I feel like I'm in a whole new city when the sun comes out. I went down to the beach yesterday to see if my stunt kite would fly -- alas, no wind. But the windless, waveless beach was its own spectacle in a way. Here were these giant chunks of earth sitting in front of me ... and here was this crystal clear channel between my side and their's. And to close your eyes, you'd think you were back home in the back yard (that still Chesapeake heat you can practically swim through). And then I open my eyes and ...
Every family has a dog. The one at my host family's house is named Ginger and she's an octogenarian golden something-or-other whose main hobbies include sitting in piles of dirt and yoga. Seriously. This dog performs a hilarious regimen of morning calisthetics that strangely resembles hatha yoga. She lies on her back and sends one hind leg arching out until it causes the whole four of them to sprawl out facing the sky. It's a very unnatural position, for humans as well as dogs, but I guess it helps her stretch out.
I've been given a Ford Festiva to drive while I'm here. You know, the small car you can steer by leaning on the driver-side window? Yeah, that's my babe-magnet. The first morning I had this car, I had to drive across the 10th street bridge to get to town. This was scary enough because the channel below was swarming with white-caps. Wind and rain beat the side of the car in horizontal sheets from the south. And I'm trucking on, with all four cylinders blazing when all of the sudden the hatch-back FLIES OPEN mid-way across the bridge. This was cool in a way because it gave the struggling Festiva something of a para-sail to make it across the bridge. This was scary in a way because it gave the same car AIRBORN CAPABILITY. So for a brief moment, I felt like I was gliding about 2cm above the pavement.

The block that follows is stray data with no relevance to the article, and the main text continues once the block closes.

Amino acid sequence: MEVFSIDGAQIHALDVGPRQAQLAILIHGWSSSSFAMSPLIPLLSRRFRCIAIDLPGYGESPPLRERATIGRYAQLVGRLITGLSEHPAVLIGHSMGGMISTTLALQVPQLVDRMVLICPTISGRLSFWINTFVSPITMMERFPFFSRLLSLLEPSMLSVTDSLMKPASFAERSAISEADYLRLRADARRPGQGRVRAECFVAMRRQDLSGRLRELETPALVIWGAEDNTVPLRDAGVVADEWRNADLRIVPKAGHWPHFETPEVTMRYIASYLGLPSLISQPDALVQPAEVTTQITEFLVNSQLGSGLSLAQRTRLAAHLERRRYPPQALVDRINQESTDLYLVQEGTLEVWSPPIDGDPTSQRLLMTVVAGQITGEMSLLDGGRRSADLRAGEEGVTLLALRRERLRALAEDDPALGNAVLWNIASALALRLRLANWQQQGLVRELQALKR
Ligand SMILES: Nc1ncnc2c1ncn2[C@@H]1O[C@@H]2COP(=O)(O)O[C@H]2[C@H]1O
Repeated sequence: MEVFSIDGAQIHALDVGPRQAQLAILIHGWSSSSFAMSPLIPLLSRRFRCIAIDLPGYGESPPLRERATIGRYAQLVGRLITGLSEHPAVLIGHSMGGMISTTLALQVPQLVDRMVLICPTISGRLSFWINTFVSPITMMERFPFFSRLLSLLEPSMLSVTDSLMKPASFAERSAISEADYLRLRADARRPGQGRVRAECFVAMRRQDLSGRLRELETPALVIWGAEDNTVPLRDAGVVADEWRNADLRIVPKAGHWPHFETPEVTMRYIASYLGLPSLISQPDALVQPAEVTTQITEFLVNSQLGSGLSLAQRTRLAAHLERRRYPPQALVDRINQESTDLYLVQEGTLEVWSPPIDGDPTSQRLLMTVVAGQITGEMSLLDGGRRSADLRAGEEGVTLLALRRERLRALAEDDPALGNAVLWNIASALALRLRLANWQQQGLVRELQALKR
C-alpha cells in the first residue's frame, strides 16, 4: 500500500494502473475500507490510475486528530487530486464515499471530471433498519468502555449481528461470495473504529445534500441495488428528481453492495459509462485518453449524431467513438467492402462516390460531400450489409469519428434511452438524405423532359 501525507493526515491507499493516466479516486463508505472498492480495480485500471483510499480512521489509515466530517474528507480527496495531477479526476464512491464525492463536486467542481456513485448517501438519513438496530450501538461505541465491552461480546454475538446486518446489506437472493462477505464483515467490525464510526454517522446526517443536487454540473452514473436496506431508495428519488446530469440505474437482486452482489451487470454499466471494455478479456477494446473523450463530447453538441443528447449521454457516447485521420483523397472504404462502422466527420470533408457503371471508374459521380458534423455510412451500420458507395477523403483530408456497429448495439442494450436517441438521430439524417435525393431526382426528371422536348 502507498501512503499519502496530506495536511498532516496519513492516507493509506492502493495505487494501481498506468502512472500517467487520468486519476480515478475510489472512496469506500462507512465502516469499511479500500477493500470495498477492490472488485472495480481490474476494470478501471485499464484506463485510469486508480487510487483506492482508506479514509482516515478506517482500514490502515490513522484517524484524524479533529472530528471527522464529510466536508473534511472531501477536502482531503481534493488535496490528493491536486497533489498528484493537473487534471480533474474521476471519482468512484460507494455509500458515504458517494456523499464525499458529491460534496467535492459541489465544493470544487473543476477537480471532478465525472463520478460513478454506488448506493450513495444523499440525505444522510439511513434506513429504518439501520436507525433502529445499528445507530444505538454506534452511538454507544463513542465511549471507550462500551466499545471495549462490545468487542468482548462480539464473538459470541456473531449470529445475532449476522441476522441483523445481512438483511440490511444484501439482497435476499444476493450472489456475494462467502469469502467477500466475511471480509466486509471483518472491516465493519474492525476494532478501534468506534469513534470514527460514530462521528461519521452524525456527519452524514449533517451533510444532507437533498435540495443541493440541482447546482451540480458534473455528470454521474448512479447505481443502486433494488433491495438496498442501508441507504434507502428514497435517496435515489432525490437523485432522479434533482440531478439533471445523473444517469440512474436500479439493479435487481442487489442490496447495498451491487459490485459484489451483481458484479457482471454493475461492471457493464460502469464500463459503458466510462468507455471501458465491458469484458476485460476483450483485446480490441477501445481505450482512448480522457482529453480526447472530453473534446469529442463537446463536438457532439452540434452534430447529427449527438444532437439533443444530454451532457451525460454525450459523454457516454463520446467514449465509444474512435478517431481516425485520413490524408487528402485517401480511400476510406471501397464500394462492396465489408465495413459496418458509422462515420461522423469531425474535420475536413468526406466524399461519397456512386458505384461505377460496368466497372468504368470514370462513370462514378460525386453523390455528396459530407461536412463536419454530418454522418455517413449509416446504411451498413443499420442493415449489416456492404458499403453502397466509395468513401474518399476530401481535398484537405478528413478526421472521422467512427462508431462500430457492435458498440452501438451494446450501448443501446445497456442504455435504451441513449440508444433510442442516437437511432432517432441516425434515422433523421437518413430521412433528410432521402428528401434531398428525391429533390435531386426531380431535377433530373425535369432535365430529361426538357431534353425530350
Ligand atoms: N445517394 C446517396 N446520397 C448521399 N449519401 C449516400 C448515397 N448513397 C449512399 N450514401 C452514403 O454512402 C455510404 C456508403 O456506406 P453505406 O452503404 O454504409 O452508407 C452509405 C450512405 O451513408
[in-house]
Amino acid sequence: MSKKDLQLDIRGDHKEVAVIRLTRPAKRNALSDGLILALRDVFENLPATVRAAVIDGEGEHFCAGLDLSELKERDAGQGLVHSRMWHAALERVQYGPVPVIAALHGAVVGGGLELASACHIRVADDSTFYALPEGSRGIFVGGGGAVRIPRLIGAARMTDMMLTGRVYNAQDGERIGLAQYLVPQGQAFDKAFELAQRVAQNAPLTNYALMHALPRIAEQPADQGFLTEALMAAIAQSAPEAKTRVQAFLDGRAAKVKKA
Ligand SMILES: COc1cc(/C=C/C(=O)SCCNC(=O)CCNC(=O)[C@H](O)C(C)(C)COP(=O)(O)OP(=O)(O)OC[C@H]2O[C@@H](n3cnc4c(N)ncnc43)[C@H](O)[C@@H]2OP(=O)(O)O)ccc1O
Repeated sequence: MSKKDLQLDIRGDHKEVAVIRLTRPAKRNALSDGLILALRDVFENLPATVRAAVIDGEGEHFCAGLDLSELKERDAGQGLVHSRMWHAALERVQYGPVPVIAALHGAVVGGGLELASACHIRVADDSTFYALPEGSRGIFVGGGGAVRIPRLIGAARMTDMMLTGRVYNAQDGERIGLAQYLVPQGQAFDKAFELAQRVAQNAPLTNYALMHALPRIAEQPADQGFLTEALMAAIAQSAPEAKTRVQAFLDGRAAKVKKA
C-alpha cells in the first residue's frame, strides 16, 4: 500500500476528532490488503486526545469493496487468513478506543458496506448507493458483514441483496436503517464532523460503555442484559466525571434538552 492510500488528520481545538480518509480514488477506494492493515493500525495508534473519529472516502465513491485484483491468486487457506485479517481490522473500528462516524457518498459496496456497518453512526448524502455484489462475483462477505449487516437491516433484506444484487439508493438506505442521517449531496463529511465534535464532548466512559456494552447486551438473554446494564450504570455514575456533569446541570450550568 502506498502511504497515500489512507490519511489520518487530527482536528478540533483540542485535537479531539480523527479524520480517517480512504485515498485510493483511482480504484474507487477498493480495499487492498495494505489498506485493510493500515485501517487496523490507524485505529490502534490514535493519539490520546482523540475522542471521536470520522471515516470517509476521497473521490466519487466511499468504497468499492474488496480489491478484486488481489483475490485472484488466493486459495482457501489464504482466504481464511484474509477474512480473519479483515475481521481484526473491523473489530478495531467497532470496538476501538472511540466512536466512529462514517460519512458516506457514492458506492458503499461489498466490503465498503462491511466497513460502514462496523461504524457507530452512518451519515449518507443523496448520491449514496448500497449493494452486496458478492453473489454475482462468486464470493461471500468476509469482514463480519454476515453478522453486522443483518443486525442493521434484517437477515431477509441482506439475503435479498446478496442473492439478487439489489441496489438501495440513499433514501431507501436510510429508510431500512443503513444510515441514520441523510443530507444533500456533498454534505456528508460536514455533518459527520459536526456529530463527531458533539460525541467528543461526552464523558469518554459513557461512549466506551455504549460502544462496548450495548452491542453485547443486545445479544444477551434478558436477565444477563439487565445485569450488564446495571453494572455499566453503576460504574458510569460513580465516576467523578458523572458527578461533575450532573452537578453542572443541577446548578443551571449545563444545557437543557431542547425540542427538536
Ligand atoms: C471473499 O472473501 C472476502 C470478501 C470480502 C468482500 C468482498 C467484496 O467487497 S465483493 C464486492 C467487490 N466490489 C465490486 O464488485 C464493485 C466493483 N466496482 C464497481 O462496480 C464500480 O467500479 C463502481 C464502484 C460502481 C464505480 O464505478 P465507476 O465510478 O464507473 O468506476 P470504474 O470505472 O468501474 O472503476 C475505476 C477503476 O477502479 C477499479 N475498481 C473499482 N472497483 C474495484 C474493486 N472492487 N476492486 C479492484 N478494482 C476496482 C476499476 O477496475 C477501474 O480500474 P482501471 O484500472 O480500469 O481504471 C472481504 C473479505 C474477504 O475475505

It's amazing what catches our attention out here. A few nights ago, we were hanging out at Jeanne's place, outside smoking a cigarette, when we noticed a spider had built an elaborate series of webs around the deck light. This was one smart motherfucking spider, since the deck light was a constant landing pad for every mosquito in range. I'm not kidding here: six of us sat watching -- in a circle -- as bugs landed in the web, one by one, and were gradually eaten by the spider. We gawked at the sublime justice of the Circle of Life for about 25 minutes.
On a related note, no one has found any pot yet.